The suppressive effect of anti-asialo GM1 antibody on low-dose streptozotocin-induced diabetes in CD-1 mice

T. Maruyama, K. Watanabe, T. Yanagawa, K. Kasatani, A. Kasuga, A. Shimada, I. Takei, Y. Suzuki, K. Katoaka, T. Saruta

Research output: Contribution to journalArticlepeer-review

18 Citations (Scopus)


To elucidate the role of natural killer (NK) cells in the pathogenesis of diabetes in streptozotocin-induced diabetes, we examined whether treatment with anti-asialo GM1 antibody prevents the occurrence of diabetes in CD-1 mouse model. Anti-asialo GM1 antibody was injected intraperitoneally 2-3 times a week starting three days before the first strepto-zotocin injection. In controls, rabbit immunoglobulin or saline was injected instead of anti-asialo GM1 antibody. Three of twelve anti-asialo GM1 antibody-treated mice developed diabetes, however eight of eight (100%) rabbit immunoglobulin injected mice and 20 of 23 saline-injected mice developed diabetes. The incidence of diabetes in the anti-asialo GM1 antibody-injected group was significantly higher than in the two control groups (p<0.01, p<0.01, respectively). The NK-cell activities of spleen cells from anti-asialo GM1 antibody-treated mice were significantly lower than in control mice. Flowcyto-metry analysis demonstrated that anti-asialo GM1 antibody-positive cells had disappeared from spleens of anti-asialo GM1 antibody-injected mice but no suppression of T-lymphocytes could be demonstrated. These results suggest that NK cells play a role in the pathogenesis of streptozotocin-induced diabetes in CD-1 mice.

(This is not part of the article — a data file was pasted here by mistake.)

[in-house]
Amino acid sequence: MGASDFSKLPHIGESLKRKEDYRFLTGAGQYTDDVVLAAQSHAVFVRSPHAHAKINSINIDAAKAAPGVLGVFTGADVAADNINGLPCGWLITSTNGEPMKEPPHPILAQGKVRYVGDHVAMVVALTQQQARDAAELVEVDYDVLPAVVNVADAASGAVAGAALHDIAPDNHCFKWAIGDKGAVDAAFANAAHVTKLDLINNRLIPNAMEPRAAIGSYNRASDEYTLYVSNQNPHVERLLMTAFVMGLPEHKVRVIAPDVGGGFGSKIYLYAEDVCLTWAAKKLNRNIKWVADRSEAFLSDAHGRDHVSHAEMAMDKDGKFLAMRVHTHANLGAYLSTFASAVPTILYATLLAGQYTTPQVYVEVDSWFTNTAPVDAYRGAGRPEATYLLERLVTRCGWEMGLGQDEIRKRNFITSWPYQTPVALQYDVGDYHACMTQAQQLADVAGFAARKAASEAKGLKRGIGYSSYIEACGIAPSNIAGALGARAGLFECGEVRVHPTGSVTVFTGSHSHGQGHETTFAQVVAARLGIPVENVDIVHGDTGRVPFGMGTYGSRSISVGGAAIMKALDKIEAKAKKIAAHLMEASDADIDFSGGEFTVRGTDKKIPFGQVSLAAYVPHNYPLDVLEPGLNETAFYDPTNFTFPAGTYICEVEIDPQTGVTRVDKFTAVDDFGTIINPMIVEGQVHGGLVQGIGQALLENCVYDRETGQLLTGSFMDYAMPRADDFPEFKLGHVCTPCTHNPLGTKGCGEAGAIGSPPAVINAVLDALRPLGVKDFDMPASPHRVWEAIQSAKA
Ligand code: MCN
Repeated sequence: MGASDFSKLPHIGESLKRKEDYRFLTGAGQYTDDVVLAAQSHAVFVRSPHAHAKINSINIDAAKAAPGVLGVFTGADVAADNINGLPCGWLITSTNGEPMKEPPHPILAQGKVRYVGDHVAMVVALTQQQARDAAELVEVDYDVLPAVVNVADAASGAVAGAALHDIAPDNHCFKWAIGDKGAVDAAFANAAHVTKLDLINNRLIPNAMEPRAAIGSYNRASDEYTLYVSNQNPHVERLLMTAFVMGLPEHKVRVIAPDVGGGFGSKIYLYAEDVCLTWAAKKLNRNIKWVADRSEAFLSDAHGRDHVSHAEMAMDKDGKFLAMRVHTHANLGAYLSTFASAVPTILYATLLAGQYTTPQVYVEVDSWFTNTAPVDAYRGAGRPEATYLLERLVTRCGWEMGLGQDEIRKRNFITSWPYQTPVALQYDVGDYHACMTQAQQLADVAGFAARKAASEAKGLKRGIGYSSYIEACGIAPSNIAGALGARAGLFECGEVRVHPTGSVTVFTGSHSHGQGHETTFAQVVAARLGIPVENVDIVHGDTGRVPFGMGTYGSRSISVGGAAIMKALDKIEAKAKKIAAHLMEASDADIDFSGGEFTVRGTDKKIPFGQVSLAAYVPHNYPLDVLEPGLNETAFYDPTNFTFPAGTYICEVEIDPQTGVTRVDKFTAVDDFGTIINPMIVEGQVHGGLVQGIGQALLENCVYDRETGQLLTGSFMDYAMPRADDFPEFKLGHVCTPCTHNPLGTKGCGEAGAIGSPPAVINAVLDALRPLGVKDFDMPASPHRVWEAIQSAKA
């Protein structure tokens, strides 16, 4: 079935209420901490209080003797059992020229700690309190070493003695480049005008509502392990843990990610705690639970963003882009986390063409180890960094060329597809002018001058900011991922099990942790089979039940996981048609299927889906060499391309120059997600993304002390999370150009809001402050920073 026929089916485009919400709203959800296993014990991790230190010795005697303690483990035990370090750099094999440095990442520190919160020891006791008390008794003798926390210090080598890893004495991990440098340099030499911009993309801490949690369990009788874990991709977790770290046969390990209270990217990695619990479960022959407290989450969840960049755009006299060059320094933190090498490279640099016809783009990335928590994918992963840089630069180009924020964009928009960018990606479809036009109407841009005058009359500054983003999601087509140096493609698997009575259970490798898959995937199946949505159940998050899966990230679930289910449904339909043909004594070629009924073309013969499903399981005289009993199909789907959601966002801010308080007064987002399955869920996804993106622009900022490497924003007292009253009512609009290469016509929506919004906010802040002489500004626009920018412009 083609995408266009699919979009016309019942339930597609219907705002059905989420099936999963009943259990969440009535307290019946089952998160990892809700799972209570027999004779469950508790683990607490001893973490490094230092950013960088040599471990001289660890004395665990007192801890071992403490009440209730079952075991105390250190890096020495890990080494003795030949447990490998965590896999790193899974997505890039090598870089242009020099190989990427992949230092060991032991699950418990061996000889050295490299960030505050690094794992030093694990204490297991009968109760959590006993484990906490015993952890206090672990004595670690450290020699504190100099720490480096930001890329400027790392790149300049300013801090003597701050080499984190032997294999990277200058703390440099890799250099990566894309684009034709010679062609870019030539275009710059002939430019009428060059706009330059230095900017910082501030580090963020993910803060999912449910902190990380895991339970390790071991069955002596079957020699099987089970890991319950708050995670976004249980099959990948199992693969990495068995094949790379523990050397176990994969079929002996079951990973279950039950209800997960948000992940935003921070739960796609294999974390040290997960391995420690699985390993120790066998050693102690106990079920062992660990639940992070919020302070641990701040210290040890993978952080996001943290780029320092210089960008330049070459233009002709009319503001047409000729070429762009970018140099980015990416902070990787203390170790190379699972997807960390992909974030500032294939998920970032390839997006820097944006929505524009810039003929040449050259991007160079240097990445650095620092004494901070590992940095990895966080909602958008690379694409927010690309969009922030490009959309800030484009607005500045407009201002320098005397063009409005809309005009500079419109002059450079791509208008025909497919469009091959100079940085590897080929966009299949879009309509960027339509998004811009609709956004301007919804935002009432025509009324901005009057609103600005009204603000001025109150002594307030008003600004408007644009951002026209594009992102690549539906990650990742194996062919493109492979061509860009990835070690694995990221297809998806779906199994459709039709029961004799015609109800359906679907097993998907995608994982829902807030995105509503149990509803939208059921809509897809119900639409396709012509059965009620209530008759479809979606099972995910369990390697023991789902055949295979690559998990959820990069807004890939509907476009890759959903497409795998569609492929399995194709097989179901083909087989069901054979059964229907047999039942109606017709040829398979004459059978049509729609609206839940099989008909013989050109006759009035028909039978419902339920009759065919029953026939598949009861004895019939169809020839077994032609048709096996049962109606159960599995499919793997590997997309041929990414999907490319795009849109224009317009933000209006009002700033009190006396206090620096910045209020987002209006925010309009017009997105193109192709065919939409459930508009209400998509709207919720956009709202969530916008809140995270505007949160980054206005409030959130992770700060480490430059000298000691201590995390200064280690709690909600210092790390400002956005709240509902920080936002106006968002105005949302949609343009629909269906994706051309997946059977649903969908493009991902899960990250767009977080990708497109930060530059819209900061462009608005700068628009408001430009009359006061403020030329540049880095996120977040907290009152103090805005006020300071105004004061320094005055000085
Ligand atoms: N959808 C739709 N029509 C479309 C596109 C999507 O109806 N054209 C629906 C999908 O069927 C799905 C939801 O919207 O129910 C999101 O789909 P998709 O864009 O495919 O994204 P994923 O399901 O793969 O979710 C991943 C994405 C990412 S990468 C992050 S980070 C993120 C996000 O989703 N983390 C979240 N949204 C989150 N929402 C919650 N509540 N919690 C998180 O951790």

Original languageEnglish
Pages (from-to)171-175
Number of pages5
JournalDiabetes Research
Issue number4
Publication statusPublished - 1991
Externally publishedYes


  • Anti-asialo GM1 antibody
  • CD-1 mouse
  • Diabetes
  • NK cell
  • Streptozotocin

ASJC Scopus subject areas

  • Endocrinology
  • Endocrinology, Diabetes and Metabolism
  • Internal Medicine


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